May 22, 2018
U.S. District Judge David C. Norton recently heard a Plaintiff Insurance Company’s motion to compel Defendant to pay expert witness fees.
This action arose out of an insurance coverage dispute between the insurer and its insured regarding certain alleged misrepresentations in Defendant’s application for workers’ compensation insurance.
Defendant was a medium-sized construction company that specialized in the propane and natural gas industry. In 2014, one of its major customers required it to obtain an “anti-subrogation endorsement” in its workers’ comp policy.
Defendant contacted its insurance agent, which told it that it would need to switch insurers to obtain the required coverage.
Around a month after the new policy was issued, Defendant hired an employee who was subsequently injured. He made a workers’ compensation claim that Insurance Company denied on the ground that there was no valid policy in place.
The employee then filed a hearing request with the Workers’ Compensation Commission.
Despite denying coverage, Insurance Company initially hired an attorney to represent Insurance Company and Defendant in connection with the employee’s claim, which eventually settled.
At issue was the reasonableness of the expert fees. Federal Rule of Civil Procedure 26(b)(4)(E) states that:
Unless manifest injustice would result, the court must require that the party seeking discovery: (i) pay the expert a reasonable fee for time spent in responding to discovery under Rule 26(b)(4)(A) or (D); and (ii) for discovery under (D), also pay the other party a fair portion of the fees and expenses it reasonably incurred in obtaining the expert’s facts and opinions.”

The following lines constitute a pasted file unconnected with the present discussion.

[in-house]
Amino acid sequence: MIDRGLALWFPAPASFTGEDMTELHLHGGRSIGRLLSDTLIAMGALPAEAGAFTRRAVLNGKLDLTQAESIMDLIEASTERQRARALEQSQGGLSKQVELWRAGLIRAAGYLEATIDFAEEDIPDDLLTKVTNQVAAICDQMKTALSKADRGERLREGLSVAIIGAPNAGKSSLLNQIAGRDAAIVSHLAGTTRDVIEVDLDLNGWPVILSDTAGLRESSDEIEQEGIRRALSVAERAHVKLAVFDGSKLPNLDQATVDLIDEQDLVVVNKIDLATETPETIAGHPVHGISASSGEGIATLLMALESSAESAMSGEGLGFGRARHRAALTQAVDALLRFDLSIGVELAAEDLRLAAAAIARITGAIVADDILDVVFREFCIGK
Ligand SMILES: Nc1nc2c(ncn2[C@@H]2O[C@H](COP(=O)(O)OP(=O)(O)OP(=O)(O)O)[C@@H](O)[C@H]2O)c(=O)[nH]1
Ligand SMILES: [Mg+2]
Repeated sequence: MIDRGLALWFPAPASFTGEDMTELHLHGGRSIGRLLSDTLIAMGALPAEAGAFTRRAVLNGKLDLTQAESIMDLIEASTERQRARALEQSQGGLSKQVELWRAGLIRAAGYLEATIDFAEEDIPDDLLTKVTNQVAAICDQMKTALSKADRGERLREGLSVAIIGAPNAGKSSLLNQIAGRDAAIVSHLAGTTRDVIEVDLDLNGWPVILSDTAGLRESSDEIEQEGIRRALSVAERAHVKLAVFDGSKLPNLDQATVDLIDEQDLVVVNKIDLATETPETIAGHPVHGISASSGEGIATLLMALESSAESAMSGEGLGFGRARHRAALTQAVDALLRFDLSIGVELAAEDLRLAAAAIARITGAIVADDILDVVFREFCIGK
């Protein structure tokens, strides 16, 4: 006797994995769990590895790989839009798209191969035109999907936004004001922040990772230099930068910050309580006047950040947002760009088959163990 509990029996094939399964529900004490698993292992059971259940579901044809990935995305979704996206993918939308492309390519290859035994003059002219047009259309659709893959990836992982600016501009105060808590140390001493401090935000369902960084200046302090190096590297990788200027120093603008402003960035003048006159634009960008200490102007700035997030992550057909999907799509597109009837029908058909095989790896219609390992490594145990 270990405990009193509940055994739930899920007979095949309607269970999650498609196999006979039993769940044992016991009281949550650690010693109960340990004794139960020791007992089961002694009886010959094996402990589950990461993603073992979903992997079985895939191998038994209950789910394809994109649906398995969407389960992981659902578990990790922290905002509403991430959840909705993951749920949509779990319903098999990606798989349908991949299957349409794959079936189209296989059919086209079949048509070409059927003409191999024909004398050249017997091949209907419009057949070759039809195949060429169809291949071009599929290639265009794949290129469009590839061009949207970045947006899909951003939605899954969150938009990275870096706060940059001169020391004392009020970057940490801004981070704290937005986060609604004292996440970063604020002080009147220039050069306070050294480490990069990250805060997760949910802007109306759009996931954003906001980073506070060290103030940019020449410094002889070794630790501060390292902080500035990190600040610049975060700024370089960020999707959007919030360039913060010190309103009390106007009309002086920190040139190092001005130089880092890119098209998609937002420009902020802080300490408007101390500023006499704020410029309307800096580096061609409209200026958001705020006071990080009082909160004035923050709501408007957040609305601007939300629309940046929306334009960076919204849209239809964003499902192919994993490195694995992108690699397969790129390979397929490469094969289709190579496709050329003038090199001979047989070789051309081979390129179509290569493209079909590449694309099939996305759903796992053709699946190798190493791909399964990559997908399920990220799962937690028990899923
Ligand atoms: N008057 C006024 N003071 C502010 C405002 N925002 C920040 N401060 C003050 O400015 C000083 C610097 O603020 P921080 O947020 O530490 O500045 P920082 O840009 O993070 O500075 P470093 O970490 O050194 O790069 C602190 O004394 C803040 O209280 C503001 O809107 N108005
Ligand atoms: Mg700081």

Courts generally rely on the following factors to determine whether an expert fee is “reasonable”:
“Manifest injustice,” the Court noted, is normally only found by a court “where the deposing party is indigent[,] or if requiring the party to pay a deposition fee would create an undue hardship.”
Defendant sent Insurance Company a request to depose Insurance Company’s expert witness.
In reply, Insurance Company stated its expectation that Defendant—as the party requesting discovery—pay expert’s $2,500 retainer fee.
Before the deposition took place, Defendant’s attorney told Insurance Company that it wouldn’t pay the fee, finding it unreasonable for such a short and simple deposition.
Defendant opposed the motion to compel, first on the basis that expert wasn’t actually an expert witness, and second because it claimed the expert’s fees were unreasonable.
Defendant first contended that it should not be compelled to pay expert fees because expert is only a fact witness, not an expert witness, and that Rule 26(b)(4)(E) requires the party seeking discovery to pay a reasonable fee for experts, not ordinary witnesses.
Judge Norton refrained from determining whether expert qualified as an expert witness.
Additionally, Insurance Company correctly argued that whether the court ultimately finds that expert qualifies as an expert witness wasn’t determinative of whether the costs of deposing him were properly borne by the defendant who requested his deposition.
Citing an earlier decision, the Court found, “[t]here is no language in [Rule 26(b)(4)(E)] that specifically limits compensation to experts whose opinions were ultimately presented at trial.” Rule 26(b)(4)(E) pertains to experts “whose opinions may be presented at trial,” not only those witnesses who are ultimately tendered as experts at trial.
Defendant also argued that expert’s fees were unreasonable. Rule 26(b)(4)(E) states that “the court must require that the party seeking discovery [ ] pay the expert a reasonable fee for time spent in responding to discovery.”
The judge explained that reasonableness is determined by a multitude of factors, including the expert’s qualifications, the expertise required to testify on the particular issue, and the prevailing rates for other similarly qualified experts in this field.